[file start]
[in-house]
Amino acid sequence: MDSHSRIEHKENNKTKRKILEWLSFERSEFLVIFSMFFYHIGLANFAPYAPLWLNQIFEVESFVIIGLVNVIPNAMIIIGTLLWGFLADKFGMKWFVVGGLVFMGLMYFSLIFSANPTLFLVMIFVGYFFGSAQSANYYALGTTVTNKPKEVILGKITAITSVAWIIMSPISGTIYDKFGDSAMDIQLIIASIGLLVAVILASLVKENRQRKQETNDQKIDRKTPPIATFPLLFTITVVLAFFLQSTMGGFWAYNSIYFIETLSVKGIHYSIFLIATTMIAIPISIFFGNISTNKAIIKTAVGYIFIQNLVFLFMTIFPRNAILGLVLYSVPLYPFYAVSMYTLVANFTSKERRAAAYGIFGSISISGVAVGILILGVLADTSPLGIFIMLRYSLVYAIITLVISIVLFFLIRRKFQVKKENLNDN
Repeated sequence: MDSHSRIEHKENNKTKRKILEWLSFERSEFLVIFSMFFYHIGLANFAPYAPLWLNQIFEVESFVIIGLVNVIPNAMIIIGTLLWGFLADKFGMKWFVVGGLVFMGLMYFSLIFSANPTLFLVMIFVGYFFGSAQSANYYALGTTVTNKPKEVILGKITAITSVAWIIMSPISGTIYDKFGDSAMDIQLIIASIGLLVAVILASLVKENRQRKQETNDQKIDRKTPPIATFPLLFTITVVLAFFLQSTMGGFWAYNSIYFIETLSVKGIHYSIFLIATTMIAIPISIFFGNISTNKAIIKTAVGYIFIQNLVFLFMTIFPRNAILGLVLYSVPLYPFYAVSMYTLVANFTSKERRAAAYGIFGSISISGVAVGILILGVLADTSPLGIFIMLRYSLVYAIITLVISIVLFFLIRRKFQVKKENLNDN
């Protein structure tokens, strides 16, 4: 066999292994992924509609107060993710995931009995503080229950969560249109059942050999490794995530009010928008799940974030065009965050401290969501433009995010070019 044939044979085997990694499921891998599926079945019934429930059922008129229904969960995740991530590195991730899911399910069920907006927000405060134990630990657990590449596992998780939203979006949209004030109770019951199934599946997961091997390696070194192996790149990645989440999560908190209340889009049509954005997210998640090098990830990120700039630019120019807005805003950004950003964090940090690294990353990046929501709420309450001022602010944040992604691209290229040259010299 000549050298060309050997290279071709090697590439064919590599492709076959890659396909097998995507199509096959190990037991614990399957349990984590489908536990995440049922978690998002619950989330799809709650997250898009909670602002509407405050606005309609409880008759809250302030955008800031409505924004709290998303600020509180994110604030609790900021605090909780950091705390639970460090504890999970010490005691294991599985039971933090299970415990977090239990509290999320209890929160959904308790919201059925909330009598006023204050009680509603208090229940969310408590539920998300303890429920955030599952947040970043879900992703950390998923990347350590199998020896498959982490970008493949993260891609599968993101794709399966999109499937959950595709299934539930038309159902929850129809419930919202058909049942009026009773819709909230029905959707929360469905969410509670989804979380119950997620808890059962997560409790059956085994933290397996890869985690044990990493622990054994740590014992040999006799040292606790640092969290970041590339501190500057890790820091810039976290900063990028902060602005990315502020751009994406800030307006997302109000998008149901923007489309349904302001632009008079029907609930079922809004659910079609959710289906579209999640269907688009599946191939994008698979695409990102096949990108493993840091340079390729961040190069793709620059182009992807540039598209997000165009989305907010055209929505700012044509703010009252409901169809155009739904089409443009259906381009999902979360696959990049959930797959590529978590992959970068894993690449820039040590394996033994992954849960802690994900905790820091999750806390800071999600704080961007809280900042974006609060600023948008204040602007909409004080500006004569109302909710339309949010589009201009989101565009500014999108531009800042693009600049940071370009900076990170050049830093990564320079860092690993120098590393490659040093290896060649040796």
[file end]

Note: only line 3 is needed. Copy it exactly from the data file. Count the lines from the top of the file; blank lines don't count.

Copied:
Repeated sequence: MDSHSRIEHKENNKTKRKILEWLSFERSEFLVIFSMFFYHIGLANFAPYAPLWLNQIFEVESFVIIGLVNVIPNAMIIIGTLLWGFLADKFGMKWFVVGGLVFMGLMYFSLIFSANPTLFLVMIFVGYFFGSAQSANYYALGTTVTNKPKEVILGKITAITSVAWIIMSPISGTIYDKFGDSAMDIQLIIASIGLLVAVILASLVKENRQRKQETNDQKIDRKTPPIATFPLLFTITVVLAFFLQSTMGGFWAYNSIYFIETLSVKGIHYSIFLIATTMIAIPISIFFGNISTNKAIIKTAVGYIFIQNLVFLFMTIFPRNAILGLVLYSVPLYPFYAVSMYTLVANFTSKERRAAAYGIFGSISISGVAVGILILGVLADTSPLGIFIMLRYSLVYAIITLVISIVLFFLIRRKFQVKKENLNDN